Deriving the Inverse Pose Transform
Step 1: Recreating Blender's armature posing algorithm using a python script
After a combination of trial and error, reading the Blender Python API, reading Blender dev web pages and further research on the Internet I was able to recreate Blender's skinning algorithm using a Python script. The advantage of using Blender's python scripting was that I could run my script and compare its results with Blender's native pose deformation system.
In pseudocode, the skinning algorithm is:
```For each vertex v of a mesh:
originalv = Vector(v) 		// save a (deep) copy of v
For each bone b:
delta  = originalv * b.localMatrix - originalv
v = v + delta *normalizedWeightOfBone_b_forVertex_v```
Step 2: Converting the per vertex skinning algorithm to a mathematical function
Each vertex goes through the following transformation:
```For each bone b:
delta  = originalv * b.localMatrix - originalv
v = v + delta *normalizedWeightOfBone_b_forVertex_v```
By substituting for delta, this can be rewritten:
```For each bone b:
v = v + (originalv * b.localMatrix - originalv)*normalizedWeightOfBone_b_forVertex_v```
Replacing the for loop with a summation over all bones b we get the final vertex coordinates in terms of the initial vertex coordinates (upside down 'A' is the 'for all' symbol):

Where:
vf is the final skinned vertex
v0 is the vertex prior to skinning
Mb is b.localMatrix
Wbv is the normalized vertex weight of bone b for v0 and vf .

Note that we have now expressed vf as a function f of v0, in other words we have vf = f(vo) .

Step 3: Finding the inverse skinning function g such that v0 = g(vf) .
Below is a step by step solution (note that I is the identity matrix):

We have now ended up with a formula expressing v0 in terms of vf . This is g(vf) .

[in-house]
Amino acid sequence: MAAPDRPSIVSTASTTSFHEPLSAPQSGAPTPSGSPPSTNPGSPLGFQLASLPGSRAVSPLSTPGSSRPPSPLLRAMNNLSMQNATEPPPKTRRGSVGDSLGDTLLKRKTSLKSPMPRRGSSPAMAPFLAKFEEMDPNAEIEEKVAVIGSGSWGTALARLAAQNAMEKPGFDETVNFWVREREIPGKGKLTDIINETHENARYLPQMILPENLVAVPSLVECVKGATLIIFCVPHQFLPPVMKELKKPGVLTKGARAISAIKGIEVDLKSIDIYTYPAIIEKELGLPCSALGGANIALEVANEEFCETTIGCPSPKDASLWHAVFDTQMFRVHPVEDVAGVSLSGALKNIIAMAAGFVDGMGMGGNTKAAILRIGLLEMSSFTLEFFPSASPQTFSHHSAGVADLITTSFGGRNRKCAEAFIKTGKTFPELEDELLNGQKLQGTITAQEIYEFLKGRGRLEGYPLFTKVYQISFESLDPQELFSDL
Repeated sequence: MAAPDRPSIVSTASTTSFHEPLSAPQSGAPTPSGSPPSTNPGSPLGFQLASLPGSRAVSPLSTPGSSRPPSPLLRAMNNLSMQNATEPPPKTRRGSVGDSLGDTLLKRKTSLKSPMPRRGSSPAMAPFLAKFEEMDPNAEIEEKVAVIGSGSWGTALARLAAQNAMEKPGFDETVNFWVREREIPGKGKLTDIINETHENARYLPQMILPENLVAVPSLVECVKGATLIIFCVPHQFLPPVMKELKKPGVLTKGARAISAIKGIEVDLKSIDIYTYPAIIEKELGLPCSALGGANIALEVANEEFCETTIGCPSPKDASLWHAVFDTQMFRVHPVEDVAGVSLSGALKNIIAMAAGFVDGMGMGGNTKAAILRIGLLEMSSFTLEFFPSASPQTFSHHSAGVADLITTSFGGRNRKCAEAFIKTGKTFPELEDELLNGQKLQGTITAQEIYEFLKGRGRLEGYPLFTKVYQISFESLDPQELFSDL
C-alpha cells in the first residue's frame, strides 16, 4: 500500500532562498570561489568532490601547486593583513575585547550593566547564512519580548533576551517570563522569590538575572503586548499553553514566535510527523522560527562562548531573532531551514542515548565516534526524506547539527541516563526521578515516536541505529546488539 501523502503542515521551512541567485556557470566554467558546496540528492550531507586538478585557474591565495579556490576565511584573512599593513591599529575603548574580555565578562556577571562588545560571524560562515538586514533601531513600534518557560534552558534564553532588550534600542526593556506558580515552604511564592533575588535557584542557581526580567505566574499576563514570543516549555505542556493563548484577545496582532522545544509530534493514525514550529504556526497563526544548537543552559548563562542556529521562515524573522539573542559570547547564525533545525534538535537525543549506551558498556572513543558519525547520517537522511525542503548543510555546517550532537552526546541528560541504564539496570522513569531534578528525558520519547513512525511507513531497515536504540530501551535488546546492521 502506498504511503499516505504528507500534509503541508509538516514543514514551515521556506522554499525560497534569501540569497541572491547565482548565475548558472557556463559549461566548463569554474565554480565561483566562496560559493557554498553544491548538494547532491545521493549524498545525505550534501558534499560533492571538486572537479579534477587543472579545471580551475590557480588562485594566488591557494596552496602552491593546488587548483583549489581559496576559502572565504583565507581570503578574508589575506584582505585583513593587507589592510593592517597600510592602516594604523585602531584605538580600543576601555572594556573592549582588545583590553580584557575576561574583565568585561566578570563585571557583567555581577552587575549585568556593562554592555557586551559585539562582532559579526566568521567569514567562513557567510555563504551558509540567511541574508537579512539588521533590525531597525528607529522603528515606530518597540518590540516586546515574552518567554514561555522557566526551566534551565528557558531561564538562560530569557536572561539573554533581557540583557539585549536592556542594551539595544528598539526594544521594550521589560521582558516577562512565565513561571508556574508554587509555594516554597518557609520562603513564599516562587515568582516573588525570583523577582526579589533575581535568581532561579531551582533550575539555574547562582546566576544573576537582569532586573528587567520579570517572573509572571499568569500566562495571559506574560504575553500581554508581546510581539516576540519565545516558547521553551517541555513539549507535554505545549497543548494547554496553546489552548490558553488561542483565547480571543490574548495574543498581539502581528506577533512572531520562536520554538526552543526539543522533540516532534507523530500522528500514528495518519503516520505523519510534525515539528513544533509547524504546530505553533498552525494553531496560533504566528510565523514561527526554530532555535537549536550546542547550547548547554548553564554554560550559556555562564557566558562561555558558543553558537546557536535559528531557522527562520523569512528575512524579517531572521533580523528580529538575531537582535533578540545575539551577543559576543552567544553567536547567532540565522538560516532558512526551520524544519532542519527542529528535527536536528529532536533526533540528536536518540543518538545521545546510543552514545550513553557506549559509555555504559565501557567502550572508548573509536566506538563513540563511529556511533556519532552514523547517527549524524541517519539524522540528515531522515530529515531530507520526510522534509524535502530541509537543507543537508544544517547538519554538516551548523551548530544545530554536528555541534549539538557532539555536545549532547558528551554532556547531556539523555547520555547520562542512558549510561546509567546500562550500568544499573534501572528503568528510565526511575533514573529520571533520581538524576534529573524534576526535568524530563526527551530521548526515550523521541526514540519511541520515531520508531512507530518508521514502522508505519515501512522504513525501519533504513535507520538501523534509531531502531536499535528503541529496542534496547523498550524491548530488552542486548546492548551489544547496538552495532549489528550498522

Step 4: Converting the mathematical solution to an algorithm
By examining g(vf), we can work from the inside of the mathematical expression outwards to build the code. At the beginning of an interation of the outer loop (over the vertices) we start with vf. At the end of the interation vf is overwritten with v0. Here is the final inverse transform pseudocode:
```For each vertex v of a mesh:
sigma = Matrix filled with zeros //the accumulator
for each bone b:
sigma = sigma + (b.localMatrix - I) * normalizedWeightOfBone_b_forVertex_v
v = v * invert(I + sigma)```
Envelopes Must be Frozen for the PSD to Work
In Blender, when the envelope option is active for a certain bone, an algorithm dynamically determines the amount of influence exerted by the bone on vertices using bone envelope sizes and its proximity to the vertices. After calculating the inverse transform the unposed shape's vertices are in different locations and therefore now have different bone influences and therefore different weights. Bone weights must be constant for the inverse transform to be calculated, otherwise by the end of the calculation, the starting conditions are no longer the same and the solution is invalid. I believe that finding the inverse pose transform when (dynamic) envelopes are active is impossible unless the envelopes are made permanent by baking them into weights or making envelopes only apply to the basis shape. A similar situation to the above exists in Lightwave and may be responsible for problems users have encountered when setting up smart-skinning for vertices influenced in part or in full by bone envelopes.

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